Spain has joined the scrum of tax authorities examining Google's accounts to see if the company has paid all that it should.
A team of 35 inspectors from Agencia Tributaria, the Spanish tax authority, raided Google offices on two sites in Madrid on Thursday, according to Spanish newspaper El País. The authority requested court approval for the raid on Tuesday, the report said.
They were investigating the tax liabilities of Google's subsidiaries in Spain and Ireland, through which the company channels much of its European revenue.
It's a relatively common business practice to locate profit-generating activities in jurisdictions with low rates of corporation tax, and keep loss-making functions where taxes are higher. Directing profit to low-tax jurisdictions in this way is not necessarily illegal, if the transfer can be justified.
The tax authorities are concerned that Google's Spanish staff may be playing a greater role in the generation of revenue and profit than the company has declared, according to El País.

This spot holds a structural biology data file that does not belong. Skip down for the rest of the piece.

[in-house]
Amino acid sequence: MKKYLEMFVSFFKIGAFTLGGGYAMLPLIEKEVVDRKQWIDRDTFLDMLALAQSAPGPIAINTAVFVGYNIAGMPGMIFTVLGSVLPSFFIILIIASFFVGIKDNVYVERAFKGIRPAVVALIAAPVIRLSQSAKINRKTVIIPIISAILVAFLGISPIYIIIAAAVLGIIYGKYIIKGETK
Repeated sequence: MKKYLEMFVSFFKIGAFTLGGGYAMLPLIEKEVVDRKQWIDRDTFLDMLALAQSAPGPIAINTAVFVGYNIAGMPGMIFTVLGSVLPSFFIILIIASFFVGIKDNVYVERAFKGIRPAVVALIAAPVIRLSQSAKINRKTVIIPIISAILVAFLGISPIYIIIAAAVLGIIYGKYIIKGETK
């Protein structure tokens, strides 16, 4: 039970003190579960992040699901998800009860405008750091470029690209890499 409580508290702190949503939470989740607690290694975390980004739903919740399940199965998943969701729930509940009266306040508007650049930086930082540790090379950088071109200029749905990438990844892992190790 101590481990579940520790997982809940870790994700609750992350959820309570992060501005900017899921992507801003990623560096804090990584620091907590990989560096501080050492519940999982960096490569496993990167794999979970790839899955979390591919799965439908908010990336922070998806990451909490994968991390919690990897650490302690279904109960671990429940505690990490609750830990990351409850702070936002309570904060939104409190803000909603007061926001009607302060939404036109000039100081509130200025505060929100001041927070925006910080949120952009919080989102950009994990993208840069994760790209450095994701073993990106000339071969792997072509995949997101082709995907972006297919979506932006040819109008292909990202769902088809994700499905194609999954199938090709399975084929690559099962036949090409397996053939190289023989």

Other countries too have been investigating Google's tax affairs.
French authorities conducted a dawn raid on the company's Paris office in May as part of an investigation into whether Google should pay $1.8 billion in back taxes.
And in January Italy asked the company to pay €228 million (then $257 million) in back taxes for the period 2009-2013. That request came as UK authorities concluded an investigation into the company's tax payments over a 10-year period, resulting in a demand for £130 million (then $186 million) in back taxes.
With so many European Union tax authorities investigating the company, EU Competition Commissioner Margrethe Vestager said she would join in if she received an official complaint.
Google has issued a statement defending its tax practices. "We comply with the tax law in Spain, as in every other country in which we operate. We are cooperating fully with the authorities in Madrid to answer their questions, as always," according to an email from a Google spokesman.